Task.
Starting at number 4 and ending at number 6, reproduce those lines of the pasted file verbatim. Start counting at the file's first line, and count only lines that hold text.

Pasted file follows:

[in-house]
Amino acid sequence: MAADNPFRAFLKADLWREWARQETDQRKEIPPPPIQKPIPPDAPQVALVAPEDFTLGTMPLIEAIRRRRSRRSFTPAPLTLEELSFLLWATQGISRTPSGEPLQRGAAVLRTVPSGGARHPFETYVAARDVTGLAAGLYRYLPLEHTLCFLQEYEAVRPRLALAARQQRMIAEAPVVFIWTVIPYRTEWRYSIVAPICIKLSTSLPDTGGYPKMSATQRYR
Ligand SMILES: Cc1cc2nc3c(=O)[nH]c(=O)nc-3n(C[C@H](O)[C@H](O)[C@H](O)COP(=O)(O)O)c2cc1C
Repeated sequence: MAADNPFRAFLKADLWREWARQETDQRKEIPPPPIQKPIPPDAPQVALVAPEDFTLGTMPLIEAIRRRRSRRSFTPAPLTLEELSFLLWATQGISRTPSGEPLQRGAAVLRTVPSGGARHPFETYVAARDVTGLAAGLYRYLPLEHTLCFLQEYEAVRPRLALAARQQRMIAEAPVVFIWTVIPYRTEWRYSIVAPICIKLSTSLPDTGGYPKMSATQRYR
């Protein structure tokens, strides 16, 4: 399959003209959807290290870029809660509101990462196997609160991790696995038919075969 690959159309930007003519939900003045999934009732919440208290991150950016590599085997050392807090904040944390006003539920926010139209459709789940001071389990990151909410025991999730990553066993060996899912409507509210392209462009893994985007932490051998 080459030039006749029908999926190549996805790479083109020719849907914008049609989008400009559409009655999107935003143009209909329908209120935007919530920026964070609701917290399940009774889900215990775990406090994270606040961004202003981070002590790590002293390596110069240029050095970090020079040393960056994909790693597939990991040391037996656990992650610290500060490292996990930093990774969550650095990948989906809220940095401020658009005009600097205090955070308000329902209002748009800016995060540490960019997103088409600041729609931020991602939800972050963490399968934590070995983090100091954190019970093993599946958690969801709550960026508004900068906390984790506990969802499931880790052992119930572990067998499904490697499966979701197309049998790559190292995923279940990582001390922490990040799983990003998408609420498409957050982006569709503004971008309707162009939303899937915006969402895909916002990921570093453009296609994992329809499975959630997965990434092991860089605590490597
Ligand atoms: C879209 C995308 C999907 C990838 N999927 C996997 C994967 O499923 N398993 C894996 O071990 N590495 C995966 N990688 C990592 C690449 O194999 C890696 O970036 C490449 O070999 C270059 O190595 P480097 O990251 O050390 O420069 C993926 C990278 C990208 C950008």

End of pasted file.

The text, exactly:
Repeated sequence: MAADNPFRAFLKADLWREWARQETDQRKEIPPPPIQKPIPPDAPQVALVAPEDFTLGTMPLIEAIRRRRSRRSFTPAPLTLEELSFLLWATQGISRTPSGEPLQRGAAVLRTVPSGGARHPFETYVAARDVTGLAAGLYRYLPLEHTLCFLQEYEAVRPRLALAARQQRMIAEAPVVFIWTVIPYRTEWRYSIVAPICIKLSTSLPDTGGYPKMSATQRYR
């Protein structure tokens, strides 16, 4: 399959003209959807290290870029809660509101990462196997609160991790696995038919075969 690959159309930007003519939900003045999934009732919440208290991150950016590599085997050392807090904040944390006003539920926010139209459709789940001071389990990151909410025991999730990553066993060996899912409507509210392209462009893994985007932490051998 080459030039006749029908999926190549996805790479083109020719849907914008049609989008400009559409009655999107935003143009209909329908209120935007919530920026964070609701917290399940009774889900215990775990406090994270606040961004202003981070002590790590002293390596110069240029050095970090020079040393960056994909790693597939990991040391037996656990992650610290500060490292996990930093990774969550650095990948989906809220940095401020658009005009600097205090955070308000329902209002748009800016995060540490960019997103088409600041729609931020991602939800972050963490399968934590070995983090100091954190019970093993599946958690969801709550960026508004900068906390984790506990969802499931880790052992119930572990067998499904490697499966979701197309049998790559190292995923279940990582001390922490990040799983990003998408609420498409957050982006569709503004971008309707162009939303899937915006969402895909916002990921570093453009296609994992329809499975959630997965990434092991860089605590490597
Ligand atoms: C879209 C995308 C999907 C990838 N999927 C996997 C994967 O499923 N398993 C894996 O071990 N590495 C995966 N990688 C990592 C690449 O194999 C890696 O970036 C490449 O070999 C270059 O190595 P480097 O990251 O050390 O420069 C993926 C990278 C990208 C950008």